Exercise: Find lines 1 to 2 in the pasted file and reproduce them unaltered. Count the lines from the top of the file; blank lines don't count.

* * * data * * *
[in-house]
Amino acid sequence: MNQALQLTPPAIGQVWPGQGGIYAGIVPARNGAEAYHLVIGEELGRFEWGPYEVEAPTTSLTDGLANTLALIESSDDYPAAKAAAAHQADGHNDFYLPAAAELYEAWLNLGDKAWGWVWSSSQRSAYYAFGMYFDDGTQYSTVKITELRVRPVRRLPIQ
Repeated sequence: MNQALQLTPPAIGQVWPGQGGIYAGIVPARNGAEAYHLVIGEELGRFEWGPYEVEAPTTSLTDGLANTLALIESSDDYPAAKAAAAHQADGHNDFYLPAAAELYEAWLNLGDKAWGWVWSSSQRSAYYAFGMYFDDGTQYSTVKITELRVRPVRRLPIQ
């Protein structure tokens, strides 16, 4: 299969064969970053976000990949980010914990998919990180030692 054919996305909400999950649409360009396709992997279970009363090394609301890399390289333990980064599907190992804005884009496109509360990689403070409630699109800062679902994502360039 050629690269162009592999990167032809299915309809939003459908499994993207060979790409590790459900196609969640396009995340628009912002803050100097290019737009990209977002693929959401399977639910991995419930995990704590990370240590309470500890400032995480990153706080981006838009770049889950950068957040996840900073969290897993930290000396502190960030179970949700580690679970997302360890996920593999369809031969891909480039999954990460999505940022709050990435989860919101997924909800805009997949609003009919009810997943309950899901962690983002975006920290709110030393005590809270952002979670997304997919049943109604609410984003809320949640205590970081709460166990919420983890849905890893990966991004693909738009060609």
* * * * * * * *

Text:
[in-house]
Amino acid sequence: MNQALQLTPPAIGQVWPGQGGIYAGIVPARNGAEAYHLVIGEELGRFEWGPYEVEAPTTSLTDGLANTLALIESSDDYPAAKAAAAHQADGHNDFYLPAAAELYEAWLNLGDKAWGWVWSSSQRSAYYAFGMYFDDGTQYSTVKITELRVRPVRRLPIQ